• Bram van der Kolk, aka Bramos, 29, a Dutch citizen and resident of both the Netherlands and New Zealand, who oversees programming and the underlying network structure for the Mega conspiracy websites.
Dotcom, Batato, Ortmann and van der Kolk were arrested today in Auckland, New Zealand, by New Zealand authorities, who executed provisional arrest warrants requested by the United States. Bencko, Echternach and Nomm remain at large. Today, law enforcement also executed more than 20 search warrants in the United States and eight countries, seized approximately $50 million in assets and targeted sites where Megaupload has servers in Ashburn, Va., Washington, D.C., the Netherlands and Canada. In addition, the U.S. District Court in Alexandria, Va., ordered the seizure of 18 domain names associated with the alleged Mega conspiracy.

According to the indictment, for more than five years the conspiracy has operated websites that unlawfully reproduce and distribute infringing copies of copyrighted works, including movies – often before their theatrical release – music, television programs, electronic books, and business and entertainment software on a massive scale. The conspirators’ content hosting site, Megaupload.com, is advertised as having more than one billion visits to the site, more than 150 million registered users, 50 million daily visitors and accounting for four percent of the total traffic on the Internet. The estimated harm caused by the conspiracy’s criminal conduct to copyright holders is well in excess of $500 million. The conspirators allegedly earned more than $175 million in illegal profits through advertising revenue and selling premium memberships.

The indictment states that the conspirators conducted their illegal operation using a business model expressly designed to promote uploading of the most popular copyrighted works for many millions of users to download. The indictment alleges that the site was structured to discourage the vast majority of its users from using Megaupload for long-term or personal storage by automatically deleting content that was not regularly downloaded. The conspirators further allegedly offered a rewards program that would provide users with financial incentives to upload popular content and drive web traffic to the site, often through user-generated websites known as linking sites. The conspirators allegedly paid users whom they specifically knew uploaded infringing content and publicized their links to users throughout the world.

In addition, by actively supporting the use of third-party linking sites to publicize infringing content, the conspirators did not need to publicize such content on the Megaupload site. Instead, the indictment alleges that the conspirators manipulated the perception of content available on their servers by not providing a public search function on the Megaupload site and by not including popular infringing content on the publicly available lists of top content downloaded by its users.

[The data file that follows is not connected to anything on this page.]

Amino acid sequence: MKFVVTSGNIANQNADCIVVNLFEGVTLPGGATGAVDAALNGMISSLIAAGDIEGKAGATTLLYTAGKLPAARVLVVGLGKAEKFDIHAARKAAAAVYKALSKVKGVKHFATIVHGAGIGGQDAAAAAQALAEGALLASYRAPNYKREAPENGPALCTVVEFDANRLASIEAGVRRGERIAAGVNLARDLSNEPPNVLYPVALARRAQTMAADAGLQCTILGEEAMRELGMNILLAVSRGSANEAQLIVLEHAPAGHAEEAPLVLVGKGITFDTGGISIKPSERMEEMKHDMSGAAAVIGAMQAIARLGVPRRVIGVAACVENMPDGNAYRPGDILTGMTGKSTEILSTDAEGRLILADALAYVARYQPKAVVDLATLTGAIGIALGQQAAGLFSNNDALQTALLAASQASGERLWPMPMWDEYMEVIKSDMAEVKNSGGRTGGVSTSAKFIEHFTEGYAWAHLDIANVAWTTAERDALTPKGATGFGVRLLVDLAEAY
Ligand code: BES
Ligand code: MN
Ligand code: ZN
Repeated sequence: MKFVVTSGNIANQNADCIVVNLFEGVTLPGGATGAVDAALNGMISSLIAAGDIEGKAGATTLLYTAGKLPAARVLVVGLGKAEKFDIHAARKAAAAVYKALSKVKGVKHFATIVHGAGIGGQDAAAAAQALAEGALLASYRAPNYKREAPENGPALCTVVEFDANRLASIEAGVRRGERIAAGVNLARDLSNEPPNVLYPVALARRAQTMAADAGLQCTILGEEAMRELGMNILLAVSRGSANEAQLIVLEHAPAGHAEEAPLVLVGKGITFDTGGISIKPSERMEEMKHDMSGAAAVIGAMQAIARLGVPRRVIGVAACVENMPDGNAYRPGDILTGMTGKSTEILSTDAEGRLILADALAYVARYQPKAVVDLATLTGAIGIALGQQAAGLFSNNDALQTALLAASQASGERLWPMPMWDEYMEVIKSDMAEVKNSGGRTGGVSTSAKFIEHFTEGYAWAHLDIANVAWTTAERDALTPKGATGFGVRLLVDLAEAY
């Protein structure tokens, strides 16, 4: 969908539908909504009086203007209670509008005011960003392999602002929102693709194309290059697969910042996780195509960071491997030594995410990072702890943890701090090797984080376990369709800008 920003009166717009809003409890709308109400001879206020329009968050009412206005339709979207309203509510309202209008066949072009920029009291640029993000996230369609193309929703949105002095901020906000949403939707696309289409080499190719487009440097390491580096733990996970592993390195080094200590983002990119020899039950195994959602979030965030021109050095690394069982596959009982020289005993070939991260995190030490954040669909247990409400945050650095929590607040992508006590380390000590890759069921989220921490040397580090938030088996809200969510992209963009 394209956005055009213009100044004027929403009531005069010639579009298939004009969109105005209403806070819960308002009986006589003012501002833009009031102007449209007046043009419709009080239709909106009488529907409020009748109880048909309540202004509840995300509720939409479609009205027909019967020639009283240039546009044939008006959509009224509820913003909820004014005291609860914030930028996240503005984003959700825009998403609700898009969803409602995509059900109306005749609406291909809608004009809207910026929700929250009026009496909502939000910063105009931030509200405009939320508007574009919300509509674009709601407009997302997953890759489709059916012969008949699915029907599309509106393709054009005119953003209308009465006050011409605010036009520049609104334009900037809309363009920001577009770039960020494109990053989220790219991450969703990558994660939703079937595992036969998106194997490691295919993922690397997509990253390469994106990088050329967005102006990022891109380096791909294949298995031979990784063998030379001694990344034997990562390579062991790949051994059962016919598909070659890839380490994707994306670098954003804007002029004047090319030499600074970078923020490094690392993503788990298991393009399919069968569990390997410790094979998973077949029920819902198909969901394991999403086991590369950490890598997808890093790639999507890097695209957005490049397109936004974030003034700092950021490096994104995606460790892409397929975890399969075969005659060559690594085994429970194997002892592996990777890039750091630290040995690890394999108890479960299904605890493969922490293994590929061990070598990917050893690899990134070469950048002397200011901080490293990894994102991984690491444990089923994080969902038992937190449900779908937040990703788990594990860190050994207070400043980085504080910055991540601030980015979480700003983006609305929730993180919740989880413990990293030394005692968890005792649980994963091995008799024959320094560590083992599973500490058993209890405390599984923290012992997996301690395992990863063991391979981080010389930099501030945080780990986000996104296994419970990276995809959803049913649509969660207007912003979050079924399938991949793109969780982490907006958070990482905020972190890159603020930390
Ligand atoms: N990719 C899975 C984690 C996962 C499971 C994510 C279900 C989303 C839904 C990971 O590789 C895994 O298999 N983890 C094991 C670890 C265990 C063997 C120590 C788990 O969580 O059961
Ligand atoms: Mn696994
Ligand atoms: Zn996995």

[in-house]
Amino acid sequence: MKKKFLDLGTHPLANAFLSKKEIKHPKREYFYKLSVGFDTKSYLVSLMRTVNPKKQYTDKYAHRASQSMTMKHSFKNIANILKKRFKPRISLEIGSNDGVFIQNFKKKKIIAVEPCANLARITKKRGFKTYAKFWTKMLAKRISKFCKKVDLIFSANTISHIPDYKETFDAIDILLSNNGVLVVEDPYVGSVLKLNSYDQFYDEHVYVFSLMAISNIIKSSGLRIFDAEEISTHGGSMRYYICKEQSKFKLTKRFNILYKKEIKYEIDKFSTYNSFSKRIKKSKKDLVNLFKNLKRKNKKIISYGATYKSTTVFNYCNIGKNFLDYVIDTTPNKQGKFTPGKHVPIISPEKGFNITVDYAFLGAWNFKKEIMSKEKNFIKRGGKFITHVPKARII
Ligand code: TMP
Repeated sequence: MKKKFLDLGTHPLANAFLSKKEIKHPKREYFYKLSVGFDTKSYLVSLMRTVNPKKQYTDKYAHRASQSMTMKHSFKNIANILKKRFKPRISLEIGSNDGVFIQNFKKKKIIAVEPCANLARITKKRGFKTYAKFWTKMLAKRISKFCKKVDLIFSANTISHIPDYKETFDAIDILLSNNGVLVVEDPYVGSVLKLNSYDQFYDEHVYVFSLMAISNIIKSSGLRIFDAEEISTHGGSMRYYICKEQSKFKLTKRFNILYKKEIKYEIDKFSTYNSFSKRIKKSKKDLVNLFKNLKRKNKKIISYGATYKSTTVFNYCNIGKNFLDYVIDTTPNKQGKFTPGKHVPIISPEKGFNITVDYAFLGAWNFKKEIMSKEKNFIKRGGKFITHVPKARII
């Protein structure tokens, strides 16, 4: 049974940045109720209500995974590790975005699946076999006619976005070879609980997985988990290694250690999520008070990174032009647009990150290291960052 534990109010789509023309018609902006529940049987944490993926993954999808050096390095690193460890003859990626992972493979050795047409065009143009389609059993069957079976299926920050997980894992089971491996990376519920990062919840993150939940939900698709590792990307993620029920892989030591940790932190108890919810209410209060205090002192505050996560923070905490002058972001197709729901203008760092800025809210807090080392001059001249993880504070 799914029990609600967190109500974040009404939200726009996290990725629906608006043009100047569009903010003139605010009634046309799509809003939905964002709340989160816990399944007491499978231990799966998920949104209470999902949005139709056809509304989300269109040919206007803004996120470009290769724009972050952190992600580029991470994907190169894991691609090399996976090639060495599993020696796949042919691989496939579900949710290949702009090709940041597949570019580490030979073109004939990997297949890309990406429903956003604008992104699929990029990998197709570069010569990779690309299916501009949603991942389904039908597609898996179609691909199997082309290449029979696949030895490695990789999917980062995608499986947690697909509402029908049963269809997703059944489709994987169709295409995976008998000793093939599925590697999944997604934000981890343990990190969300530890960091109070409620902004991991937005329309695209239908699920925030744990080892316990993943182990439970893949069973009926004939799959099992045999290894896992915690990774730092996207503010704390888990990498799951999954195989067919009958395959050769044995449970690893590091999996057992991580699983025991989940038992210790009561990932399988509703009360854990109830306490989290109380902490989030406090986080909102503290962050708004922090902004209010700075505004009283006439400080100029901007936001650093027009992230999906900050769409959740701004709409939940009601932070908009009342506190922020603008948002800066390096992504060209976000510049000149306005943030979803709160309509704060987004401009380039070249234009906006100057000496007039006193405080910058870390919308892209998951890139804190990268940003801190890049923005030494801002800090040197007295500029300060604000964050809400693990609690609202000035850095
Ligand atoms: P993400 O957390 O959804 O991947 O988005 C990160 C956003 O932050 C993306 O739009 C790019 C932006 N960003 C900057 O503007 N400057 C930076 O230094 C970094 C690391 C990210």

As alleged in the indictment, the conspirators failed to terminate accounts of users with known copyright infringement, selectively complied with their obligations to remove copyrighted materials from their servers and deliberately misrepresented to copyright holders that they had removed infringing content. For example, when notified by a rights holder that a file contained infringing content, the indictment alleges that the conspirators would disable only a single link to the file, deliberately and deceptively leaving the infringing content in place to make it seamlessly available to millions of users to access through any one of the many duplicate links available for that file.

The indictment charges the defendants with conspiring to launder money by paying users through the sites’ uploader reward program and paying companies to host the infringing content.

The case is being prosecuted by the U.S. Attorney’s Office for the Eastern District of Virginia and the Computer Crime & Intellectual Property Section in the Justice Department’s Criminal Division. The Criminal Division’s Office of International Affairs, Organized Crime and Gang Section, and Asset Forfeiture and Money Laundering Section also assisted with this case.

The investigation was initiated and led by the FBI at the National Intellectual Property Rights Coordination Center (IPR Center), with assistance from U.S. Immigration and Customs Enforcement’s Homeland Security Investigations. Substantial and critical assistance was provided by the New Zealand Police, the Organised and Financial Crime Agency of New Zealand (OFCANZ), the Crown Law Office of New Zealand and the Office of the Solicitor General for New Zealand; Hong Kong Customs and the Hong Kong Department of Justice; the Netherlands Police Agency and the Public Prosecutor’s Office for Serious Fraud and Environmental Crime in Rotterdam; London’s Metropolitan Police Service; Germany’s Bundeskriminalamt and the German Public Prosecutors; and the Royal Canadian Mounted Police – Greater Toronto Area (GTA) Federal Enforcement Section and the Integrated Technological Crime Unit and the Canadian Department of Justice’s International Assistance Group. Authorities in the United Kingdom, Australia and the Philippines also provided assistance.

This case is part of efforts being undertaken by the Department of Justice Task Force on Intellectual Property (IP Task Force) to stop the theft of intellectual property. Attorney General Eric Holder created the IP Task Force to combat the growing number of domestic and international intellectual property crimes, protect the health and safety of American consumers, and safeguard the nation’s economic security against those who seek to profit illegally from American creativity, innovation and hard work. The IP Task Force seeks to strengthen intellectual property rights protection through heightened criminal and civil enforcement, greater coordination among federal, state and local law enforcement partners, and increased focus on international enforcement efforts, including reinforcing relationships with key foreign partners and U.S. industry leaders. To learn more about the IP Task Force, go to